Syrian President Bashar al-Assad is out of options

November 19, 2011

Syrian President Bashar al-Assad is out of options. Source: RIA Novosti

On Friday, Western countries will introduce a new draft resolution in the UN Security Council denouncing the Syrian authorities for violently suppressing public protests. They are urgently preparing the text, having received the support of Arab nations. The majority of Arab leaders no longer believe that Syrian President Bashar al-Assad will be able to hold on to power.

It is becoming increasingly clear that we are witnessing regime change in Syria.

Three days will not save al-Assad

The new draft resolution comes just two days after the Arab League presented the Syrian leader with an ultimatum. The Arab League adopted its appeal to al-Assad at a ministerial meeting in Morocco’s capital Rabat on November 16. In the beginning of the meeting, Turkish Foreign Minister Ahmet Davutoglu said that “the Syrian regime has failed to meet its commitments to end violence and will dearly pay for this.”

However, despite growing mistrust of the Syrian president, Arab League ministers decided to give him another three days to restore peace in the country. The deadline is Saturday night. All shooting must end before this deadline. In addition, the Syrian authorities must sign a protocol allowing Arab League observers to enter the country in the next few days.

Time is running out. However, this ultimatum does not really sound like a last chance. Obviously, neither the Arabs nor the Turks believe that their mediation will be successful. Rather they are preparing for even greater upheavals in Syria. The ultimatum is a mere formality. It seems that meeting participants were more interested in buying time for themselves to think, not for al-Assad.

It is hard to believe that stability will return to Syria when this deadline expires.

Moreover, the end to violence depends not only on the president and his entourage but also on the opposition, which is aware that foreign support is growing. Now that the regime is weakening, the opposition has no reason to agree to talks. New demonstrations may be held in Syria on Friday.

Arabs and Turks to join sanctions

Western diplomats are drafting a new Security Council resolution in close cooperation with the Arabs and Turks without waiting for the Syrian president’s reply. They want the vote to take place on November 22 and no longer believe that peaceful resolution is possible. The number of victims in the 8-month Syrian conflict is approaching 4,000.

Attempts to isolate the Syrian regime continue. If deliberations of the draft resolution are dragged out due to the resistance of Russia or China, unilateral measures to stifle the regime will continue. Europe and America have already imposed new sanctions on Syria.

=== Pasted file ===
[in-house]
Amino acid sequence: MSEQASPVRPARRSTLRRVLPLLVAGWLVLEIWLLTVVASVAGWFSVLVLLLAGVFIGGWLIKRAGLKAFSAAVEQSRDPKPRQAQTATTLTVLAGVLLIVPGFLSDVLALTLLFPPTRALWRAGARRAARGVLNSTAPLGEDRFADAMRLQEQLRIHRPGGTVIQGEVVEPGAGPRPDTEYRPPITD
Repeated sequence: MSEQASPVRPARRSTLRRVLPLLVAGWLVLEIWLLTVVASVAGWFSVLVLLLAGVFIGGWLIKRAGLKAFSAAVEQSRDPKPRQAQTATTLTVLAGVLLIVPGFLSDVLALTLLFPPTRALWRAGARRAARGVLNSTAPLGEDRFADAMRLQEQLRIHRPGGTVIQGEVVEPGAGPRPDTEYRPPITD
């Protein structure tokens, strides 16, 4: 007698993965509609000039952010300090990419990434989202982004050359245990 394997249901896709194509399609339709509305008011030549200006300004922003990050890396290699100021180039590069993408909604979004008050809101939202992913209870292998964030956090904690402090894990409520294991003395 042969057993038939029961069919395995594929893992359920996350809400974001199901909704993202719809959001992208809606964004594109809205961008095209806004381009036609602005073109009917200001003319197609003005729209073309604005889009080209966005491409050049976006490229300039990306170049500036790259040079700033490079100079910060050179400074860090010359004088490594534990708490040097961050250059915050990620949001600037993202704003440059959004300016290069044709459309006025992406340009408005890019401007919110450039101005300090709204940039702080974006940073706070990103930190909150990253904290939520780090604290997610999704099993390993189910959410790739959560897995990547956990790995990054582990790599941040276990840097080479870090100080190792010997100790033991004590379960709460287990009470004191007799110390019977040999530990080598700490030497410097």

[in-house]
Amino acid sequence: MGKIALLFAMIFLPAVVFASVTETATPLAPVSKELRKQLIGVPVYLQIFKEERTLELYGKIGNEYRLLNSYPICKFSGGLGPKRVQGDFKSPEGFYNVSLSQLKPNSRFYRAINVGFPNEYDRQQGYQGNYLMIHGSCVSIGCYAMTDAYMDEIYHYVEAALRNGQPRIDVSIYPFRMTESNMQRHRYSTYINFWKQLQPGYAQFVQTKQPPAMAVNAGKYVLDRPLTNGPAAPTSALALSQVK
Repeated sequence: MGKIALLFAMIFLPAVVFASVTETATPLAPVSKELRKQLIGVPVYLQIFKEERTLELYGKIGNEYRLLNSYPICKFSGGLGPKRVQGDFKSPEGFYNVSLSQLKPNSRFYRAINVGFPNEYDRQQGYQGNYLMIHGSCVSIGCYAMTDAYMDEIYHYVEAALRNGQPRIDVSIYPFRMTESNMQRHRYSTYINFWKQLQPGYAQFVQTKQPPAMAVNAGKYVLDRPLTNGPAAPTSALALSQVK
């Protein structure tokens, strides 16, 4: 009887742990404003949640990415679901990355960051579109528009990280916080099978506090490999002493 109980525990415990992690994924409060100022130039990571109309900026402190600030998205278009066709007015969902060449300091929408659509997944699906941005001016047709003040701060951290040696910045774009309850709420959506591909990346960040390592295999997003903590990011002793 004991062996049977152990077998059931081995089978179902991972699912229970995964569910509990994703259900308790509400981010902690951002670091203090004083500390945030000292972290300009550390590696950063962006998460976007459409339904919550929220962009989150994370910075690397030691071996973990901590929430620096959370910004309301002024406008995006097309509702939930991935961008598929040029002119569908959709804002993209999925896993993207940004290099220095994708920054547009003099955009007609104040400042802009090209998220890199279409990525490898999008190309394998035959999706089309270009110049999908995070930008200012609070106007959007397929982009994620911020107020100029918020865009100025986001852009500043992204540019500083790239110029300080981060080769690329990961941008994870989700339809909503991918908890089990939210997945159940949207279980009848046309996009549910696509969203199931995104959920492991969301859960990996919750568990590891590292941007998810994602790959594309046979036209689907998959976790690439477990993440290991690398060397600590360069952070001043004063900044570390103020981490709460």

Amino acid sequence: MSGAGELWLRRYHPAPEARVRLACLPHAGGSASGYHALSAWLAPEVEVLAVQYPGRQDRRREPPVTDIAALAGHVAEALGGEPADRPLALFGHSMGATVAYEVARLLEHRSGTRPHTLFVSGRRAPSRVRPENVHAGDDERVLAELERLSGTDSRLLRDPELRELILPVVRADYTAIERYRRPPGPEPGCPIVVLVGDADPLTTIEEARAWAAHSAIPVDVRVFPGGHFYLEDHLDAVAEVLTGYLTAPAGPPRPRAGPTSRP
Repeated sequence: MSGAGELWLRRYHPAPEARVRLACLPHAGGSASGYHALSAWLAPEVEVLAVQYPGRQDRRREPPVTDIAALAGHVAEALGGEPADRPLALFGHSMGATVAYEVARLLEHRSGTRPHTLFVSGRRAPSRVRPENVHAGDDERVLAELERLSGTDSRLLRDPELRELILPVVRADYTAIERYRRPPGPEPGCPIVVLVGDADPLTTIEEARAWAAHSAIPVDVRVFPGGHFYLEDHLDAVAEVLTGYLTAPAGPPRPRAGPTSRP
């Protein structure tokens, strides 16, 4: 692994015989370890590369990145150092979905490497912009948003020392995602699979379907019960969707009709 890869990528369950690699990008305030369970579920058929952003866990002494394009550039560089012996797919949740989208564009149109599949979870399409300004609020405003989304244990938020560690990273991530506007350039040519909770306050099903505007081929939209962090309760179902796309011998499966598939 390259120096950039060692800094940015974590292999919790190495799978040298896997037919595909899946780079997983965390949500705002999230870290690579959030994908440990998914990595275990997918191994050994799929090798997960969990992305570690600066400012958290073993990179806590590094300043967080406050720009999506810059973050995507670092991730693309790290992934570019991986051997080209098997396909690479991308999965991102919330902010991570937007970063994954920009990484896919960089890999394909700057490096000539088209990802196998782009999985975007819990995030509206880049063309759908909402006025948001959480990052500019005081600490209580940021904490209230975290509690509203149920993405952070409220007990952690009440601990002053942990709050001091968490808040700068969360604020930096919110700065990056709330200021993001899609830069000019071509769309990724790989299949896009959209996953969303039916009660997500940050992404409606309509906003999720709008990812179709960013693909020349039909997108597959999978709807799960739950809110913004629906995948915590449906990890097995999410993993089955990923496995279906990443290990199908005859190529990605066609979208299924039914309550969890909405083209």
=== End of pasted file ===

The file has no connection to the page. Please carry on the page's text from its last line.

Turkey is cancelling arms and energy contracts with its neighbor. The 22-member Arab League suspended Syria’s membership on November 16 and is working on plans for an economic embargo.

Russia calls for pressure on the opposition

Moscow is critical of these plans, and has criticized the Europeans, Americans, Turks and Arabs for their unabashed support of regime change in Syria. Veniamin Popov, director of the MGIMO Center for the Partnership of Civilizations and former ambassador to a number of Arab countries, told me that “this road may lead to a civil war in Syria.”

Popov believes it was a mistake to suspend Syria’s membership in the Arab League: “It would make more sense for the Arabs to support Russia’s efforts to reconcile the opposing sides in Syria, but to do this they should bring pressure to bear not only on the authorities but also on the opposition.”

Russia’s official position is the same. Russian Foreign Minister Sergei Lavrov said on Thursday: “It is necessary to put an end to violence in Syria, no matter who is committing it. It is not only government agencies that are responsible. More and more weapons are being smuggled into Syria from neighboring countries.”

Lavrov believes the civil war is imminent in Syria. On November 16, Syrian army defectors attacked a counterintelligence complex on the edge of Damascus, killing six officers and leaving dozens wounded. The Syrian Free Army claimed responsibility for the attack. On Thursday, its militants shelled offices of the ruling Ba’ath party around the country.

Turkey is considering the possibility of deploying troops in Syria to create a buffer zone in the country’s north if the situation deteriorates. The Muslim Brotherhood, the largest opposition group, announced on Thursday that “the Syrian people would react more calmly to an intervention by Turkey rather than by the West, if its actions are aimed at protecting civilians in Syria.”

RIA Novosti (

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